Solowheel has ramped up its efforts at Cannes this year, and over the past week it has not been uncommon to be on the sidewalk and see a rider fly past, their legs joined together, arms free, like an especially fast overland mermaid.
How to get around the Cannes Film Festival might seem a problem on par with a tycoon's complaint that he can never find any small bills. You can be forgiven for withholding your sympathies.
Still, for many, this festival is, at bottom, a business, and getting around quickly is central to conducting it properly.
Sony Pictures Classics' Tom Bernard, one of the more high-profile industry veterans on the Croisette, has been navigating the chaos for years by renting a bike. It gets him around quickly, and serves another purpose.
"I'm going between meetings and I'll never get anywhere if I'm on foot and keep running into people I'm doing business with," he said. "On a bike almost no one stops me." (Except, perhaps, for a journalist who stepped into his path to talk to him about it.)
Those advocating new methods say that, like the finest auteurs, they've discovered a way to reinvent a form long thought calcified.
"A Segway is too big — what, you're going to pick it up and carry it with you if you hit a few steps?," said Sebastien Achard, the Solowheel sales rep for southeastern France, engaging in the alterna-transporters' preferred game of one-upmanship.
"And a bike? Come on, you're in your tuxedo pedaling and sweating the whole time."
He had a point. Then again, high fashion and the Solowheel might not entirely sync up, either, judging by a woman who might have enjoyed a few cocktails trying to ride one in high heels on a night earlier this week.
Many of these unorthodox forms of transit offer benefits besides convenience, enthusiasts say.
"We were on the [Segways] a few days ago and we could see Paris Hilton go from the car to the boat," Ruehling said, as she began to describe what sounded like one of the more unusual stalkerazzi chases you'll hear about. "Everyone else on foot saw her, but of course they couldn't keep up. And we rode right up to the boat and saw her get on." Where there is glamour, there is also gumption.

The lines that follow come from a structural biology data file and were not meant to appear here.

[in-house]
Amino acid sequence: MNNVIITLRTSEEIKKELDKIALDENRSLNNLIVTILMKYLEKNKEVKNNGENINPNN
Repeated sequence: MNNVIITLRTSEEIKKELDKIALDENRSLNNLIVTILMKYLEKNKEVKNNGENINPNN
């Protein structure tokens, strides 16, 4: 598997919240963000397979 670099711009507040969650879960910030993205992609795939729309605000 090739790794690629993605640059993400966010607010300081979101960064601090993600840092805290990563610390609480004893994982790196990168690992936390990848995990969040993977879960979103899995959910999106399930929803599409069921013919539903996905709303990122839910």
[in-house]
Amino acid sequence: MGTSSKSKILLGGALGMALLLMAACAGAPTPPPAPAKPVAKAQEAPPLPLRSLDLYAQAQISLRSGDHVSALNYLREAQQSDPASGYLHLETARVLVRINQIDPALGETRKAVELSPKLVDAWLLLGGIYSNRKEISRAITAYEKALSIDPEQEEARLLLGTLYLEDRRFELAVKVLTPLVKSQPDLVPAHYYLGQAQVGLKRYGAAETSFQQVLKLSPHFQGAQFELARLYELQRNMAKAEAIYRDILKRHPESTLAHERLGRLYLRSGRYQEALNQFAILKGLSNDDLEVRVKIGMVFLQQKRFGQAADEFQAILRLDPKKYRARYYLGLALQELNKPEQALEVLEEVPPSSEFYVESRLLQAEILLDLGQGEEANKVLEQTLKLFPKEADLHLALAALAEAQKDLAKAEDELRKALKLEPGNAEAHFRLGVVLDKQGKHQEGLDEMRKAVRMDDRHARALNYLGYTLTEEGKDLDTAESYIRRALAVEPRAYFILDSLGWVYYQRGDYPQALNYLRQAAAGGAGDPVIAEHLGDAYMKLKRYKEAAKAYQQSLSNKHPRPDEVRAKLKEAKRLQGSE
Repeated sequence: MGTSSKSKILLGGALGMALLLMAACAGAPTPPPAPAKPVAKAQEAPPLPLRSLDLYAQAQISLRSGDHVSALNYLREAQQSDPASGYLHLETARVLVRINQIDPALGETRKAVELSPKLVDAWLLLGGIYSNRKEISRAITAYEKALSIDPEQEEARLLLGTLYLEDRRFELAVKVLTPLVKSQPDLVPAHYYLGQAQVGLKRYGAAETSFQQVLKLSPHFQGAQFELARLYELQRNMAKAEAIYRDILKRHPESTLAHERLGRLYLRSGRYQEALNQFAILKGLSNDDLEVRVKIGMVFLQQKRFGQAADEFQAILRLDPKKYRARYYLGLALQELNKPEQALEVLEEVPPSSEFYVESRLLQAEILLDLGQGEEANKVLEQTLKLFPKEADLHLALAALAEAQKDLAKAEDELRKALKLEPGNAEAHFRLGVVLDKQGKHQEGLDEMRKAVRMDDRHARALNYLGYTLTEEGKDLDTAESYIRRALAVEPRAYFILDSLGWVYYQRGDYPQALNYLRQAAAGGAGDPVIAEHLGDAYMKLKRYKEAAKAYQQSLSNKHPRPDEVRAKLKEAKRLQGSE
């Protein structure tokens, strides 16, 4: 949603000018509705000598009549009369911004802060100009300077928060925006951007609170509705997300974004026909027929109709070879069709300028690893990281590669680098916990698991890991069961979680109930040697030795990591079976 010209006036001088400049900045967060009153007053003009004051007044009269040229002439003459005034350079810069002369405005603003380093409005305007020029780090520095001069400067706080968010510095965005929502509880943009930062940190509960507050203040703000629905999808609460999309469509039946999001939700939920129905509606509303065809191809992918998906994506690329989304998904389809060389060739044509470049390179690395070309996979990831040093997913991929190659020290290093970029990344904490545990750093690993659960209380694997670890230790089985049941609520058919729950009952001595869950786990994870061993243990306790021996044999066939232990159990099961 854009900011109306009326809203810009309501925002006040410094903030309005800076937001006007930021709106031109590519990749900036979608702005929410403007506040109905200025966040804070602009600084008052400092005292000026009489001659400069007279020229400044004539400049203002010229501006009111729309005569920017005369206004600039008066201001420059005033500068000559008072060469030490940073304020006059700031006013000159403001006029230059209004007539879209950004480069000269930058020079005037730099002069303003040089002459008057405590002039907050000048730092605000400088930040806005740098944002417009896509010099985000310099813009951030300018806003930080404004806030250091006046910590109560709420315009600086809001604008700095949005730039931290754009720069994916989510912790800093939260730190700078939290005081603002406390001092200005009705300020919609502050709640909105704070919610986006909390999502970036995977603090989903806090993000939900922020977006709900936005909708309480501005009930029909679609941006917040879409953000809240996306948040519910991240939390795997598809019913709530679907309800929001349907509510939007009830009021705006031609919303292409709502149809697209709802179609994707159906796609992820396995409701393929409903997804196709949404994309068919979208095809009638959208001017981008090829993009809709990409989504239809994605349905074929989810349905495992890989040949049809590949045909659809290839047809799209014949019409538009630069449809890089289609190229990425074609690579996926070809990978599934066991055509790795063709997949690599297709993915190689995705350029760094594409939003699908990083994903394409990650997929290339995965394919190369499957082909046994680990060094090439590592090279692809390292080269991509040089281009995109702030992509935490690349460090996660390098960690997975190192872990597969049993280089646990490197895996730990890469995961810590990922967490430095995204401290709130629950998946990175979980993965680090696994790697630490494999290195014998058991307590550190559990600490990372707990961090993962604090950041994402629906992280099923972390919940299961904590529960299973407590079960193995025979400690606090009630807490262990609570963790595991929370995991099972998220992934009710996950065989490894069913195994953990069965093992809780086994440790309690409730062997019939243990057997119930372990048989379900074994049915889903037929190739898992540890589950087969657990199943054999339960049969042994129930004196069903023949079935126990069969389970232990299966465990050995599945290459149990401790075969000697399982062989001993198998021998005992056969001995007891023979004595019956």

All this is to say nothing of water-bound vessels. A number of higher-end yacht parties happen not on boats docked at the town pier but farther out on the open sea. A visit to one requires a small motorboat trip, which may make even hardened capitalists reach for their college Marx paperbacks, as men and women in $10,000 outfits tap their Rolexes, Thurston Howell-style, impatiently waiting at a dock for low-income migrant workers to pick them up and get them to the yacht on time.
Then there are the helicopters. Who exactly has been taking them — besides party guests and, er, curious reporters — is a mystery. Well, a mystery to people who are not Richard Peete. The independent film producer has been choppering all over Cannes, he said. He took one from the Nice airport. "Seven minutes. So much better than the roads."
And late on a night when adult beverages may have been involved, he and a few friends walked to the helipad, located in the center of town, and asked the attendant they could book a trip to Monaco, about 20 miles away. He said they could, and Peete and his friends were quickly airborne.
And what did the group do upon arriving in Monaco?
"Jet-ski," he said.